When Bob and Bernie Collins moved to Rose Court in November 2016 Bob moved his welding and machining equipment into the garage of his new home. He quickly realized it wasn’t safe to use the machinery in the garage, so he reached out to Colleen Musselman, director of life enrichment, in March 2017 to figure out his options for pursuing his lifelong passion of metalworking.
A machinist and millwright by trade, Bob started working with metal and creating custom cars with his brother when he was just 10 years old. He wanted to continue these projects, so he was willing to figure out the next steps to make it happen.
Colleen responded that if he could form a group of five residents, she would help him request a space to work on campus. Bob quickly rounded up a group of skilled tool makers and machinists and a proposal for a metal shop moved to CEO Steve Lindsey for approval.
Steve says, “My initial reaction was two-fold. The first part was, this is a great idea! My second reaction was, ‘Where are we going to put a metal shop?’” But, he says, “when we have a group of people that are that passionate and excited about something and find purpose in it, we do everything we can to facilitate it.”
By mid-June 2017 Steve and Scott Weaver identified the pole building behind the barn as the best option for the metal shop and Campus Services cleared a workspace. The Garden Spot Village Woodshop made a monetary donation to establish the club and founding members donated machining tools, MIG welders, vices, clamps and metal lathes. Smoketown Airport donated a sheet metal shears. Bob installed fireproof walls and members moved donated machinery into the space.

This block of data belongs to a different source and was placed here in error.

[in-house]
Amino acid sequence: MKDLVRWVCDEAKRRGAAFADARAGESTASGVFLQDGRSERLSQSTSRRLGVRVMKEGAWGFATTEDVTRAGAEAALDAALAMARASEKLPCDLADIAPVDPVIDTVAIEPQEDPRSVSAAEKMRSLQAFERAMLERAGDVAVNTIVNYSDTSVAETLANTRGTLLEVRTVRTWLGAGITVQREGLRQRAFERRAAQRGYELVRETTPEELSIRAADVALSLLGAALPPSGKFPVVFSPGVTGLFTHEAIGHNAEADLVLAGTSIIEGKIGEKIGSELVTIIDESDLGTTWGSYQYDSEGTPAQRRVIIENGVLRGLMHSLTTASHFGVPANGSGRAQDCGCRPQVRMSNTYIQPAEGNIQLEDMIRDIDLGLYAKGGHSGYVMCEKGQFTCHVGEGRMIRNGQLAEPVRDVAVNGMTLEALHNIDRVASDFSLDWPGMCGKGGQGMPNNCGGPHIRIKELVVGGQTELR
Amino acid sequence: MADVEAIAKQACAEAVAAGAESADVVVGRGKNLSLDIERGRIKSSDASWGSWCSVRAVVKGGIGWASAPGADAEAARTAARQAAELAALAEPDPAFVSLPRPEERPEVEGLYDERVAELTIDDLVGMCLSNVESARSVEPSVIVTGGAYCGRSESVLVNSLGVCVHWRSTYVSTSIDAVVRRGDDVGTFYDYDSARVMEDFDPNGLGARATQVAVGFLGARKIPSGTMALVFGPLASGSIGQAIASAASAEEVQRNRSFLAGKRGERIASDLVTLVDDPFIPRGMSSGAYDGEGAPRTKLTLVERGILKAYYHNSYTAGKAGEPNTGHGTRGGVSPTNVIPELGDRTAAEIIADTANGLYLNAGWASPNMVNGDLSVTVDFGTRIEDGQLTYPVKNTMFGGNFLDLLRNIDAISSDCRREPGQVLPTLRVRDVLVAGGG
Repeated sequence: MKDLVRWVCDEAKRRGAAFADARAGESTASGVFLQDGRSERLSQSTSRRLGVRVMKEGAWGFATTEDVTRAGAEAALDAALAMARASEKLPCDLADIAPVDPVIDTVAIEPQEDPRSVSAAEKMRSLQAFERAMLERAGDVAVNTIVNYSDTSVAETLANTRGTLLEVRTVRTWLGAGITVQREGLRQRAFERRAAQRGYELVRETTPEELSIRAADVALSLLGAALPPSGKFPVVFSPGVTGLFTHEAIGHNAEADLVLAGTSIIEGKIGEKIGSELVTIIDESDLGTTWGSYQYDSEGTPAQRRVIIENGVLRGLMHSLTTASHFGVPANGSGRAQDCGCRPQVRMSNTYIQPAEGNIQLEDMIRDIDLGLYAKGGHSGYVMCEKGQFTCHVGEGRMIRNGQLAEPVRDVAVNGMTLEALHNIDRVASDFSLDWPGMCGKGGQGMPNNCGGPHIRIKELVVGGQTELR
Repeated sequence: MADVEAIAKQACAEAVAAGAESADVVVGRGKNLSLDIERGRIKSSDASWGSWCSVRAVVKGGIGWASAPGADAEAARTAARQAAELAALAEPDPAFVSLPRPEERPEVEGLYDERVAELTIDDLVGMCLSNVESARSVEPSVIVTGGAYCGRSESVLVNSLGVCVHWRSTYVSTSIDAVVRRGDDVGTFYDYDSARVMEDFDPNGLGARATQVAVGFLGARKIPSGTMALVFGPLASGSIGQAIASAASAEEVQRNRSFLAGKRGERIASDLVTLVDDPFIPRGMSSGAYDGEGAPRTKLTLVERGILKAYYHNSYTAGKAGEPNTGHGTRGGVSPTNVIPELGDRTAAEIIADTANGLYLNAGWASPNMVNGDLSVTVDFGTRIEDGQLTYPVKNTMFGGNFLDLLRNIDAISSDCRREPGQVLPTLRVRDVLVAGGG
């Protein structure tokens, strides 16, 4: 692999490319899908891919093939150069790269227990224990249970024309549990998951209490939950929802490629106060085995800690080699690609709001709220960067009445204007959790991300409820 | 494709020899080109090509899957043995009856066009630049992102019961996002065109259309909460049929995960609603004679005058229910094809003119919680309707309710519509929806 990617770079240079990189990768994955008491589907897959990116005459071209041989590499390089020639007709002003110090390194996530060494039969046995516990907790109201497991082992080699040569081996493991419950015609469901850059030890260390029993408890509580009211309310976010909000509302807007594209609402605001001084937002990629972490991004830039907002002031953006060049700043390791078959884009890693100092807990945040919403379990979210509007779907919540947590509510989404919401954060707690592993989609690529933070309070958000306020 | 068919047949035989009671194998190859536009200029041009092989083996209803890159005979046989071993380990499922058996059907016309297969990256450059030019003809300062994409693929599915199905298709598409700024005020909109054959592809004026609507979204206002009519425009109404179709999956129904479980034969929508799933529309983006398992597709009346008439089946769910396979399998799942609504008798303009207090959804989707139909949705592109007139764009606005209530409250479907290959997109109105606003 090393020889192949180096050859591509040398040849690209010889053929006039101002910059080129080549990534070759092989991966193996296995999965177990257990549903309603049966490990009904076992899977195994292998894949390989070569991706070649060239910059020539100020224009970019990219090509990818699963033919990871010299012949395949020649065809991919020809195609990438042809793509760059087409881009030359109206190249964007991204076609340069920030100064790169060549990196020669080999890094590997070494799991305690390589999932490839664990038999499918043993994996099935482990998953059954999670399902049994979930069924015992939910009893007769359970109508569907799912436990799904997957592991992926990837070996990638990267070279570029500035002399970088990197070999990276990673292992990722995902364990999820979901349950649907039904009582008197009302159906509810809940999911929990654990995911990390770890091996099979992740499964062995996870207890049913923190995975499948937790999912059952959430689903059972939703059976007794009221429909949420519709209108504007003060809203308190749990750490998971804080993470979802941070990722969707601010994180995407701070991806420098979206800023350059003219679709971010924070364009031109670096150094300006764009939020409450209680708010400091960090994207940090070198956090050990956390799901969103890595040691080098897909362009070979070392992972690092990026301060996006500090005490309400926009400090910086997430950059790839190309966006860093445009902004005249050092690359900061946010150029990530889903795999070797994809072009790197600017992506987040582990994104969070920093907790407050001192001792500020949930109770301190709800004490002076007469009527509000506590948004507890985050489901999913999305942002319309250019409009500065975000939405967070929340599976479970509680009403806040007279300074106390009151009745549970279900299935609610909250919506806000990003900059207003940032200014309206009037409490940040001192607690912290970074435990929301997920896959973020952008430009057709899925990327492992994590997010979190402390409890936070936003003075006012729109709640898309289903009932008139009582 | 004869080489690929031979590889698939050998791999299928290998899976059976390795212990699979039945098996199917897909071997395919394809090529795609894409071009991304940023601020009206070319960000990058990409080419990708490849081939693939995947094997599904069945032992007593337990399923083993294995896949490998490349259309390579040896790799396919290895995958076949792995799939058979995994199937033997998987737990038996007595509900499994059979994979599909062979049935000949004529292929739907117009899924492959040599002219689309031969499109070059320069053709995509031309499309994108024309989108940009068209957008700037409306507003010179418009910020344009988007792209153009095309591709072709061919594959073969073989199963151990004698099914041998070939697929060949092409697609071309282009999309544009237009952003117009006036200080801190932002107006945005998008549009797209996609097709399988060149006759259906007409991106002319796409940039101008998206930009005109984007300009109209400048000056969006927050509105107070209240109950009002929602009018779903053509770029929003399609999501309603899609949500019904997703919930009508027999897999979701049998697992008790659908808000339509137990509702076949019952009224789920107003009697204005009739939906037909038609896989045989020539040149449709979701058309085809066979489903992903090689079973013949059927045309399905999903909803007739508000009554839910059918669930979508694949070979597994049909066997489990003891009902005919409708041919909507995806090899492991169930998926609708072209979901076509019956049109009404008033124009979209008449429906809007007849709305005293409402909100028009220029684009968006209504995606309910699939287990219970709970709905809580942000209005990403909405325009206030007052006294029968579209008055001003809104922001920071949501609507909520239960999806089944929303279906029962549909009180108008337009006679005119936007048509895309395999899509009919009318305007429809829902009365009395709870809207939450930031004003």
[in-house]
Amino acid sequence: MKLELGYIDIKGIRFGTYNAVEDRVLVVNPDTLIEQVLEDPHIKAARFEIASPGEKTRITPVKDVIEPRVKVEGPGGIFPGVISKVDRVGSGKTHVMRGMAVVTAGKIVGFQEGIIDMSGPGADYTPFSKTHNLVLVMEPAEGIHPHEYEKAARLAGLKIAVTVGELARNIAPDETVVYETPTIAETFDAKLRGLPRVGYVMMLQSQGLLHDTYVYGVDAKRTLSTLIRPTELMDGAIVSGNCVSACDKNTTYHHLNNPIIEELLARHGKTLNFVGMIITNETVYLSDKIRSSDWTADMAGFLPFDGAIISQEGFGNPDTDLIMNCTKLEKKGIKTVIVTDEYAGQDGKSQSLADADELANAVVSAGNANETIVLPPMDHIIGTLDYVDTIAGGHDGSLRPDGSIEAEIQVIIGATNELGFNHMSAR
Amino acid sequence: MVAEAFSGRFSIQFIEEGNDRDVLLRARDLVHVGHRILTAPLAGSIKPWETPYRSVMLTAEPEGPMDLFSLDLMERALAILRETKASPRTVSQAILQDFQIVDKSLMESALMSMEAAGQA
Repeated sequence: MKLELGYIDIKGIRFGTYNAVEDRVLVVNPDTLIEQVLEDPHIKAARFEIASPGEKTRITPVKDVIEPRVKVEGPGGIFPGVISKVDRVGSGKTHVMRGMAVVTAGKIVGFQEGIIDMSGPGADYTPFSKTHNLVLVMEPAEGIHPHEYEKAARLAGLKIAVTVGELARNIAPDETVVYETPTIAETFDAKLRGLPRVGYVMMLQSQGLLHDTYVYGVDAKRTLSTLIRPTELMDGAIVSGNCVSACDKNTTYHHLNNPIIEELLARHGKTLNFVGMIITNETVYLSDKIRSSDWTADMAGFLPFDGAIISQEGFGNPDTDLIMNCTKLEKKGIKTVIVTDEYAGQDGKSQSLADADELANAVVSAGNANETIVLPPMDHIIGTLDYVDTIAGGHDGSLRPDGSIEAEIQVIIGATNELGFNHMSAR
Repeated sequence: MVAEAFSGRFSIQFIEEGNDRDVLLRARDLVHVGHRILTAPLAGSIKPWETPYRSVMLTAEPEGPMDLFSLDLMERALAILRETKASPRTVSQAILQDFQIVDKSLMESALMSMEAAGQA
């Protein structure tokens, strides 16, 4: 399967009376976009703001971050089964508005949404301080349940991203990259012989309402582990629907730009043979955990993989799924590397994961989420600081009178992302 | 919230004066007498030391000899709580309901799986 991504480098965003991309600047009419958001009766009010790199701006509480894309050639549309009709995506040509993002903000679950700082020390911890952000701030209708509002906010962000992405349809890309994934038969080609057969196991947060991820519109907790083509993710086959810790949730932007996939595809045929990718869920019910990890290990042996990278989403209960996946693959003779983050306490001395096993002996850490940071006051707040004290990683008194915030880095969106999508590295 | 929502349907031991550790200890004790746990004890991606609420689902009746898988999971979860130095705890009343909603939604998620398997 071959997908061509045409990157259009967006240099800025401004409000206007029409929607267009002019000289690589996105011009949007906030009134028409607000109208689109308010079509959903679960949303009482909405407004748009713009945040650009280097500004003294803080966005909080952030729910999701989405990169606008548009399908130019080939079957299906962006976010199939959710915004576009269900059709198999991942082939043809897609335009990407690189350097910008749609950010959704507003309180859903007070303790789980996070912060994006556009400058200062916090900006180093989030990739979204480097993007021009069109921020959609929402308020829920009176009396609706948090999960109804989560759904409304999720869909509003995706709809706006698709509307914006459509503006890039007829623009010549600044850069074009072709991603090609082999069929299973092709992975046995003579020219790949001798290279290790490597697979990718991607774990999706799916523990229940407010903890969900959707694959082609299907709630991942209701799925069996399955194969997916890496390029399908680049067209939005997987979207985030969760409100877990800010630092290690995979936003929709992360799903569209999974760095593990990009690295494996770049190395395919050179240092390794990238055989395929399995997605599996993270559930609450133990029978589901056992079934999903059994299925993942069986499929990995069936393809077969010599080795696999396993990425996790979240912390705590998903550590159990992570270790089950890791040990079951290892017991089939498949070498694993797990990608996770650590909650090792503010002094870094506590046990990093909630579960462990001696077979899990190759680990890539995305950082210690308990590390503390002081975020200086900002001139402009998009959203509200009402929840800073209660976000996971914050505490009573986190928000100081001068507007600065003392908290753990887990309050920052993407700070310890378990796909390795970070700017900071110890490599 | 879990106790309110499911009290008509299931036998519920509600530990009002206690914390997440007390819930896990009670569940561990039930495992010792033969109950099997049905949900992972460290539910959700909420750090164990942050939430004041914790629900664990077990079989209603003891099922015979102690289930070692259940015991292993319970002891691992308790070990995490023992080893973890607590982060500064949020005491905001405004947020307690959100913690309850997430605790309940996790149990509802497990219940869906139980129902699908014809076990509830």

By late September 2017 bylaws were filed and Garden Spot Village Metal Crafters was up and running. Bob says, “I am so pleased with the cooperation of Steve Lindsey and Scott Weaver. They were very receptive to the idea. They have been so gracious with all they have done for us so far.”
Through the winter Bob and Bill Ashley built custom work tables for the metal shop. Bob also built a forge from sheet metal so members can explore bladesmithing and expand their skill sets.
A journeyman toolmaker by trade, Bill worked in a machine shop for 23 years before moving to sales. He also ran the machine shop for the US Army at Fort Hood during the Korean War. Because of his background in toolmaking and machining, Bill was happy to join the effort to start up a metal shop.
Building a future
Bill says, “We hope to work hand in hand with maintenance offering repair services. They often need welding and machining services and we can do that work on-site. We also offer the service to residents. We have a few projects we’ve already completed for residents, fixing wrought iron plant hooks.”
Eventually Bob hopes the group can create functional art for sale at Garden Spot Village events like the Fall Festival and Train Room open houses.
After completing the tables and tool benches for the metal shop, Bob plans to build an antique Harley Davidson to scale. He’s also anxious to learn how to craft wrought iron spindles and balusters.
More importantly, Bob and others find purpose in crafting a community and a future together.